We chatted to Zakheni Ngubo, founder and CEO at Syafunda, to get his take.
Zakheni Ngubo: Syafunda’s initial response was making sure that our line of communication with our teachers was well established and communicated. We also sought to synchronise and streamline our teacher and principal WhatsApp groups while ensuring that the Syafunda team was well prepared for the lockdown. This crisis has been accompanied by uncertainty; our organisation has focused its efforts on foreseeing how the pandemic will affect education in South Africa and adapt to the changes.
Ngubo: Covid-19 put a halt on all the programmes and we had to suspend new rollouts and shift our focus to prioritise supporting and maintaining current projects and community. We have also had to shift our strategy from being school-centred integration to community and individual home or community-based support as our learners and teachers would not be at schools.
Our response to this was opening our offline system by hosting it online. We’ve also had to get creative about supporting users who have experienced data limitations and access to internet, part of this included heavily compressing the video materials and providing audio in MP3 format to account for limited mobile storage capacity on user devices.
Ngubo: Times of crisis has a way of bringing out the best of us to innovate and collaborate to ensure not only that we overcome current challenges but develop systems and lessons that will help us be better prepared for the new reality. In light of this, the organisation has responded to the crisis in three main ways.
Firstly, we’ve opened the Syafunda Digital Platform for free to all learners and teachers to access video tutorials, books, study guides and assessments for grade 8 to 12. Secondly, we have centralised the My School section on the Syafunda website where teachers can create a school profile, upload and share resources with not just their learners, but learners throughout the country, along with a student-teacher chatroom where learners can ask questions and get answers from our registered teachers. Thirdly, we have worked with a range of partners, including DBE, PILO, NECT, CASME, to source materials and resources to distribute through our free Wi-Fi hotspots in schools and petrol stations.
In addition, as the restrictions are gradually being lifted, in the coming few weeks we are currently actively working on extending our free Wi-Fi hotspots across KZN to expand access beyond schools to include petrol stations so that learners without internet access are able to access educational material at no cost to them.
Ngubo: The biggest challenge is the uncertainty that has accompanied this crisis. Different industries and companies, most of whom are our partners, are taking a knock in this crisis. It has pushed us to work on the premise of a post-Covid-19 world which is very different than the one we know. We have strategy sessions internally and with some of our partners and funders like Edge Growth and Old Mutual to do scenario planning with each of the current and upcoming projects to constantly re-evaluate our role in this environment. This has also been a way to keep the team engaged and connected at this time, allowing a surge of creativity and innovation.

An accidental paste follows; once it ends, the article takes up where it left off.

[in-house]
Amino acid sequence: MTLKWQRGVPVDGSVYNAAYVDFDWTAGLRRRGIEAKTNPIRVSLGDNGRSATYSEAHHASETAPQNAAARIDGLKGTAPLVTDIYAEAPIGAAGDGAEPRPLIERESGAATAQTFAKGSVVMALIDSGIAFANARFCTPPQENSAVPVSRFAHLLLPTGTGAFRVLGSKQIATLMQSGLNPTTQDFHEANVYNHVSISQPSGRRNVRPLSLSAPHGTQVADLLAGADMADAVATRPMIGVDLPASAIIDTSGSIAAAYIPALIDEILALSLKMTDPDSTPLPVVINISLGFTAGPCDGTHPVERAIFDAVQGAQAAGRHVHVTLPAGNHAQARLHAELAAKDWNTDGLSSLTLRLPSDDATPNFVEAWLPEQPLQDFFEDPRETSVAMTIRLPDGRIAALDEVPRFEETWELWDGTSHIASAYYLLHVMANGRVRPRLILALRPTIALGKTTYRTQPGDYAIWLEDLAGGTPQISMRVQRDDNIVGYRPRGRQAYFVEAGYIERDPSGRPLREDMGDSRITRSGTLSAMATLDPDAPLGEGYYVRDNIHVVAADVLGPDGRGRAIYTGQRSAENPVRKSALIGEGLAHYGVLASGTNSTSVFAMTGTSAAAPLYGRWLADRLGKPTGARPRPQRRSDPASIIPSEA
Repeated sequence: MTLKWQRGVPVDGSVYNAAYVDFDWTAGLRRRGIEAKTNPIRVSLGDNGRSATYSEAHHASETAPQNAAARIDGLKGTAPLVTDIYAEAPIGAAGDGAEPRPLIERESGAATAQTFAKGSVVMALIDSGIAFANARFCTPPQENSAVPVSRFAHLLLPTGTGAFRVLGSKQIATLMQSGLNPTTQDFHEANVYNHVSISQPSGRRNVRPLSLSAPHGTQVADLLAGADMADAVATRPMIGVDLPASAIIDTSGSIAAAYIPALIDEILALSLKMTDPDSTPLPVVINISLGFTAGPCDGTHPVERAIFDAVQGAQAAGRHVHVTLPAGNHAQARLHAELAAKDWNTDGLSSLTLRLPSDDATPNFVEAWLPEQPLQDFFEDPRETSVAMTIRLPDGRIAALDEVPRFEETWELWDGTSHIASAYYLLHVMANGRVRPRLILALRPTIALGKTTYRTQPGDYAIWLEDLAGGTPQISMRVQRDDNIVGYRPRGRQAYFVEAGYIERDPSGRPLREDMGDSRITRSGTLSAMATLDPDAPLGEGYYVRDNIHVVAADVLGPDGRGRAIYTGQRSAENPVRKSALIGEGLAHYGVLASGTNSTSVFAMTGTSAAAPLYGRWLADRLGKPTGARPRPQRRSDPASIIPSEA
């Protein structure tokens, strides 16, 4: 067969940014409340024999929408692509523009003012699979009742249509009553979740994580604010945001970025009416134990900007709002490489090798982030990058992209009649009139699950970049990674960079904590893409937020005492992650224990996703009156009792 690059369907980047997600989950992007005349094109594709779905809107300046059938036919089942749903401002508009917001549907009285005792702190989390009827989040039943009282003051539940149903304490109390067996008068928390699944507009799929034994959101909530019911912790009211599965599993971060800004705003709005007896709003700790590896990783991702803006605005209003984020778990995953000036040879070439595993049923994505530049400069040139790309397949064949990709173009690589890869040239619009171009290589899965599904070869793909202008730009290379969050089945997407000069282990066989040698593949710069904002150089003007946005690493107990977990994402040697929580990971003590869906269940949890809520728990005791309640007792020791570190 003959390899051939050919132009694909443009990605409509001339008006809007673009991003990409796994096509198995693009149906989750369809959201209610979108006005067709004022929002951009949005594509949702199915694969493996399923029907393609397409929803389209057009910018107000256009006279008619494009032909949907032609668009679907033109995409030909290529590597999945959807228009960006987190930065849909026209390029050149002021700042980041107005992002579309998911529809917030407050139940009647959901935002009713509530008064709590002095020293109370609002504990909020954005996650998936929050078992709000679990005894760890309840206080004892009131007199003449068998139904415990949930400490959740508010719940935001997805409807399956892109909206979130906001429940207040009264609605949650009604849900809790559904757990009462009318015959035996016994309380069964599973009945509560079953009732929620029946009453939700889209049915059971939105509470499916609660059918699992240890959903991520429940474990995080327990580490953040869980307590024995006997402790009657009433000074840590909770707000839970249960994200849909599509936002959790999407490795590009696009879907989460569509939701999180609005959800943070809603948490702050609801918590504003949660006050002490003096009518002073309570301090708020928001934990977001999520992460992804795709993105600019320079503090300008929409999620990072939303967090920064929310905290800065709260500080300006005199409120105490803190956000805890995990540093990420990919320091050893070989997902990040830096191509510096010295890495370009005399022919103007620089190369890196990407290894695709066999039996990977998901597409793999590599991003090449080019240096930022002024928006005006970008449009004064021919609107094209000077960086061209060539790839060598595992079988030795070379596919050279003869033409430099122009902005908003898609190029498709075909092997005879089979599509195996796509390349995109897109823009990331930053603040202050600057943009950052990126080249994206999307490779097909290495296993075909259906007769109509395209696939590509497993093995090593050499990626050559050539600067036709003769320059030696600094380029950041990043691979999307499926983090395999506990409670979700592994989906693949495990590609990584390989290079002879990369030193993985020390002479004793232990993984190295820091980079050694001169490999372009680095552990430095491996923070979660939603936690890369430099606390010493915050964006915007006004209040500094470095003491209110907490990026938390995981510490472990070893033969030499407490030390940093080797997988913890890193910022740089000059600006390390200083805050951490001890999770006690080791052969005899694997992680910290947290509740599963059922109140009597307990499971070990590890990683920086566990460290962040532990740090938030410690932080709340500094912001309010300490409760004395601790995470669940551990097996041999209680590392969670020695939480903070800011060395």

Some of the opportunities we have noticed is the change in mindset regarding digital education, particularly with the DBE and teachers who had previously seen it an add-on rather than an essential part of learning. We have also seen parents being more proactive and involved in their children’s learning, which has been encouraging. We believe one of the positive aspects that will come from this is a reduction in data costs and making online education somewhat accessible to a significant proportion of learners.
Ngubo: As part of the team’s efforts to mitigate the spread of the virus, the organisation ensured that employees’ salaries were paid to allow for preparation prior to the lockdown being effective. We further allowed for flexibility on office hours and it was quite inspiring to see the team come together and support each other. Prior to the announcement of the lockdown, we had already been working on a migration strategy from office to working online so it became about finalising that process and making sure everyone had the resources and connectivity to work from home. We had to get extra internet routers, laptops etc., to ensure that by Thursday, everyone was sorted and well prepared.
Ngubo: We now, more than ever, need an independent body or fund to regulate, consolidate ideas and efforts. This body should ideally represent key players and stakeholders in the sector to streamline all resources towards key clearly articulated outcomes. The four key goals that I think are salient are connectivity and access to information and digital resources, teacher training and support, curriculum enrichment and early childhood development (ECD).
While South Africa and the rest of the world has entered unchartered territory and uncertainty, this time does present an opportunity to explore how we can respond to challenges in education through digital learning. It also presents an opportunity to possibly re-look at re-inventing and revamping the entire education system to respond to the South African reality and context.
Ngubo: We foresee increased cooperation and better co-ordination across different actors towards the education and technology sector through forging and sharing of resources. We are also anticipating the prioritisation of funding and increased investment into infrastructure that supports and facilitates the gradual shift towards digital education. The boundaries between physical and digital boundaries have been disrupted and blurred so we are likely to see a shift towards blended learning, the co-creation of content and the emergence of open online communities and open source content that is more diverse in context and languages.